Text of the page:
On the opposite side of the spectrum, there are quite a few teams that are neglecting to give youth a chance. It would be easy to rip on anybody not sitting at the 50% mark, but sticking to the bottom seven or so, most of these names don’t jump out at you either.

Montreal has spent years struggling to graduate any of their AHL players into NHL talent, and that likely is helped by a lack of attempt to get them there. Nikita Scherbak looks good, but at 22, still hasn’t made the jump. After that, there’s not a lot to talk about here. Jeremy Gregoire and Daniel Audette look okay…ish, and Michael McCarron, perhaps the highest profile of the young names, doesn’t look like he’s going to pan out at all. There are several other players who make this cutoff on the roster, but none of them are doing anything noteworthy. Maybe poor usage isn’t helping them, but with their forward primary points/game sitting at 29th and defence primary points/game sitting at 30th, the group might also just need to be scrapped and re-attempted at some point, a suggestion that many new-media Habs analysts have brought up in recent years.

Rochester and Bakersfield being at the bottom highlights many of the concerns that have been brought up about the Oilers and Sabres. Years of scorched-earth tanking with no attempts at developing support have left them very strong at the top of the organization, but a barren wasteland in terms of depth. To Buffalo’s credit, the team made several positive steps in shaping up Rochester over the summer, both in terms of shoring up the coaching staff and in terms of adding some talent to the roster, and that’s helped them climb to third in the league standings. But they’re still in phase one of an overhaul; the goal is to be good and a pipeline at once. Also to their credit, Brendan Guhle looks like he’s going to be a legitimately good defenceman down the line, but he can’t be the only one there.

Bakersfield, on the other hand, doesn’t have a ton to phone home about in any positive way. Their top eight scorers are all over 23, and the player that bucks that trend, Dave Gust, is an AHL-only signing that’s a real long shot of getting an NHL deal. Jesse Puljujarvi was doing his thing down here for ten or so games, but he’s gone now. All of this would be vaguely excusable if the team was at least good, but they’re sitting 23rd overall and second last in their division. The Oilers have essentially hit a depth wall with absolutely nothing to support them at the AHL level, which is a critical failure for a team that is now on the clock to turn the world’s best player into a champion in his prime years. If they don’t start overhauling their support system as soon as this summer, they might throw their window away before it even begins.

Hershey and Chicago are not shocking. The Bears run themselves pretty independently, using and developing Capitals prospects when they can, but ultimately they attempt to win hockey games. If nothing else, they’ve at least attempted to engage Washington’s younger defencemen, with Lucas Johansen, Jonas Siegenthaler, Colby Williams, and Tyler Lewington all being lineup staples in the age 19-22 range. Chicago is also a relatively independent team, and their affiliation with the Vegas Golden Knights makes them an awkward fit into a deep dive like this; Vegas doesn’t really have a prospect pool yet, and sent down a lot of bubble aged players picked off in the expansion draft. Their only Vegas-owned prospects in the early parts of their 20’s are Tyler Wong and Tobias Lindberg; Leafs observers will tell you that there isn’t much to phone home about with either player.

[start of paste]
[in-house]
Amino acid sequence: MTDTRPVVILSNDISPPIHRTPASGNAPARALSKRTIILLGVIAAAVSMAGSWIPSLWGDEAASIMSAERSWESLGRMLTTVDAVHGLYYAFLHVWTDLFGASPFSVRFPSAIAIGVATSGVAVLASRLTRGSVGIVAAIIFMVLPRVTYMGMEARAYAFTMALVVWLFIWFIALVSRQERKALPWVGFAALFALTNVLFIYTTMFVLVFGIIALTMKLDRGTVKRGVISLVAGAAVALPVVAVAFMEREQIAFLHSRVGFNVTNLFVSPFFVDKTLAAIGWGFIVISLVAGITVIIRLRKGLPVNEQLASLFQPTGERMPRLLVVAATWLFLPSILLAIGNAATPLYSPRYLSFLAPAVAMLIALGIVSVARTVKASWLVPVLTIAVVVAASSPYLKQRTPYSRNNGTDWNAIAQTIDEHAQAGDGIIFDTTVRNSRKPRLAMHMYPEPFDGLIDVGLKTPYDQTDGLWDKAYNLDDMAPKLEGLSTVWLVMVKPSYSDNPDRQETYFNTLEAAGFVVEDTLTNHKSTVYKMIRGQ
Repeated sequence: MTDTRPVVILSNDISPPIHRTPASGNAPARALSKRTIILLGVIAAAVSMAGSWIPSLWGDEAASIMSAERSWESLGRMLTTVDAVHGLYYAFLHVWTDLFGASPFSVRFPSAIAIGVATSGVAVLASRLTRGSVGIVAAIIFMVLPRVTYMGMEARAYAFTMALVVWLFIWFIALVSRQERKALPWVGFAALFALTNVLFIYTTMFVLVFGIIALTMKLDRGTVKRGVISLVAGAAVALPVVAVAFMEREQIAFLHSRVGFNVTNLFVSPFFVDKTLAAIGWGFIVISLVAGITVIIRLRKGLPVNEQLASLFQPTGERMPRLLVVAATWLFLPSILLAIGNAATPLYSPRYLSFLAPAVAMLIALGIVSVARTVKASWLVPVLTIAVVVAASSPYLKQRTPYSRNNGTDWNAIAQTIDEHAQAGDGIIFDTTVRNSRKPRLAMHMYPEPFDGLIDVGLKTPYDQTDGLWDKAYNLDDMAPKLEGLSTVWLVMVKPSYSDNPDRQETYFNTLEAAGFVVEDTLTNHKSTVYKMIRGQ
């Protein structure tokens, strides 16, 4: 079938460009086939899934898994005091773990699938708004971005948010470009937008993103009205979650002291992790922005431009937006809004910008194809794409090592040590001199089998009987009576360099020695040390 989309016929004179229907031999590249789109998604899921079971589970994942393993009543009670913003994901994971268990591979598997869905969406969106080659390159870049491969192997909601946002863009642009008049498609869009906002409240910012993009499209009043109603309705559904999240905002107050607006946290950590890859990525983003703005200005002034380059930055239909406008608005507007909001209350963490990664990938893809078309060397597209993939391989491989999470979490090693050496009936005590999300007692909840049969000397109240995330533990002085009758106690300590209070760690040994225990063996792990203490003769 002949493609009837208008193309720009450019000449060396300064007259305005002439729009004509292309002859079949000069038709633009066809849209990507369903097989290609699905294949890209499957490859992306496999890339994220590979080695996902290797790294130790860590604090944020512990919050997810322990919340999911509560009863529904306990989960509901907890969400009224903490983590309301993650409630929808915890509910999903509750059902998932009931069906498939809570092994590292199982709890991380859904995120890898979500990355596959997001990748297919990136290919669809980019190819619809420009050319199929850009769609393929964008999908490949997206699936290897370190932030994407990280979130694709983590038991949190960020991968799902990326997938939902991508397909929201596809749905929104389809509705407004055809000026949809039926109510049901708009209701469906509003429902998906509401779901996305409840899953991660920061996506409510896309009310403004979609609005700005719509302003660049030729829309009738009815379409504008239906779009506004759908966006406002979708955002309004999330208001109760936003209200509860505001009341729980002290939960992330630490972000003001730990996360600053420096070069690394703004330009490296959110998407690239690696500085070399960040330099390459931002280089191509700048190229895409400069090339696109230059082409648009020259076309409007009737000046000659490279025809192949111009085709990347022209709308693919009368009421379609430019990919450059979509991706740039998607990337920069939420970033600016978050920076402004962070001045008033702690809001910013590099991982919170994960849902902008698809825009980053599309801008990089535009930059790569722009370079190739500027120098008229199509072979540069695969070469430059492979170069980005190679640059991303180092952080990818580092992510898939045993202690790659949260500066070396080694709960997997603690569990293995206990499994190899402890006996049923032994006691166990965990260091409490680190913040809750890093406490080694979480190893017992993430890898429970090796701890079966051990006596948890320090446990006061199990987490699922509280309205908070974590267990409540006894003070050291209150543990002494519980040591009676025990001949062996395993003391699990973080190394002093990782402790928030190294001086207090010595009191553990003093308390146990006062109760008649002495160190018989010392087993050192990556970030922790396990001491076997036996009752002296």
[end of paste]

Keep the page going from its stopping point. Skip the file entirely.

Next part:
Lastly, at the very bottom, we have Grand Rapids, who have been victims of the death of the Detroit developmental machine for a few years now (though they won the Calder Cup with a vet-laden roster last year), and the Iowa Wild, who seemingly only exist from a developmental standpoint to try to turn Minnesota 2016 first rounder Luke Kunin into a player.

Bubble Age (24-27)

We’re not going to spend much time breaking these next two groups down because the particulars don’t matter as much as how they hook into the developmental group. A few short observations:

Iowa’s lack of youth might be a byproduct of graduation. Sam Anas, Kyle Rau, Zack Mitchell, Ryan Murphy, Mario Lucia, and Gerald Mayhew are all examples of players that have at least 10 points for them that started the season just short of the cutoff, at 24 years old. In Minnesota’s position, I’m looking to figure out who is graduating and who is being moved on from as soon as possible given the glut in the middle; there is absolutely zero use in mass developing longshots to barely make it.

Bakersfield also sits at the top. They’re in the same situation, with players like Ty Rattie, Joey Laleggia, Josh Currie, Grayson Downing, and Patrick Russell near the top but in the 24-25 range. Rattie is probably the only one with even half a shot at graduation. Seriously, the Oilers need to do something.

Wilkes-Barre is carried near the top based on their defence corps, and that’s not overly shocking given Pittsburgh’s injury luck on the point over the past few years. They’re likely looking to carry as many 7-8th defencemen as possible, which is why the team is littered with guys like Frank Corrado, Andrey Pedan, Jared Tinordi, and Kevin Czuczman, all in their last gasp and eager to take whatever games they can get whenever Kris Letang breaks his Belly Button, or whatever happens to those guys on the main Penguins roster.